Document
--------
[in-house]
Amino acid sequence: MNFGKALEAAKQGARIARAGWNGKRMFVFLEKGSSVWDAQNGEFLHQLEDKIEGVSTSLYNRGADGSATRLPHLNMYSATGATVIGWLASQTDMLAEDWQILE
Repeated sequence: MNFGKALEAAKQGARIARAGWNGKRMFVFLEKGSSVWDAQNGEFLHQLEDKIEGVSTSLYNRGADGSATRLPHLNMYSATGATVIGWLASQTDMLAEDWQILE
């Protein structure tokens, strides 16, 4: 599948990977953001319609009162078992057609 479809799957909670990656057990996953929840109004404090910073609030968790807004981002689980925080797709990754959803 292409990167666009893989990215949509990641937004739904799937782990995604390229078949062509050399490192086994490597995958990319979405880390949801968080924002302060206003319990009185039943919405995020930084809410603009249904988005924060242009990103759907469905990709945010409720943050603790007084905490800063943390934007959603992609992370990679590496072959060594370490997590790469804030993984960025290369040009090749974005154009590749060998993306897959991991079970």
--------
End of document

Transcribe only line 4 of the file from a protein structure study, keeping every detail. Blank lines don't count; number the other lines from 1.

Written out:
């Protein structure tokens, strides 16, 4: 599948990977953001319609009162078992057609 479809799957909670990656057990996953929840109004404090910073609030968790807004981002689980925080797709990754959803 292409990167666009893989990215949509990641937004739904799937782990995604390229078949062509050399490192086994490597995958990319979405880390949801968080924002302060206003319990009185039943919405995020930084809410603009249904988005924060242009990103759907469905990709945010409720943050603790007084905490800063943390934007959603992609992370990679590496072959060594370490997590790469804030993984960025290369040009090749974005154009590749060998993306897959991991079970």